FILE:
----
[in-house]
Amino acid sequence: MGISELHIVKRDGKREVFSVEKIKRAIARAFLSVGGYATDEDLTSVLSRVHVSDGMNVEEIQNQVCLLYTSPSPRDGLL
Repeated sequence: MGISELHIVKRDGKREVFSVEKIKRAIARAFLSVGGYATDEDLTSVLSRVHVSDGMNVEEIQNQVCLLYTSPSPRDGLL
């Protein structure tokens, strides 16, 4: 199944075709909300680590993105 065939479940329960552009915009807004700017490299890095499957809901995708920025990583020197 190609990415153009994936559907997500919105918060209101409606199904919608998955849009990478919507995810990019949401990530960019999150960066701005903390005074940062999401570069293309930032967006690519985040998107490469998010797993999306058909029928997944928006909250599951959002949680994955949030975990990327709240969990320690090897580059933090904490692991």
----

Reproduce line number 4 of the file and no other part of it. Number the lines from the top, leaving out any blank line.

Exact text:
């Protein structure tokens, strides 16, 4: 199944075709909300680590993105 065939479940329960552009915009807004700017490299890095499957809901995708920025990583020197 190609990415153009994936559907997500919105918060209101409606199904919608998955849009990478919507995810990019949401990530960019999150960066701005903390005074940062999401570069293309930032967006690519985040998107490469998010797993999306058909029928997944928006909250599951959002949680994955949030975990990327709240969990320690090897580059933090904490692991």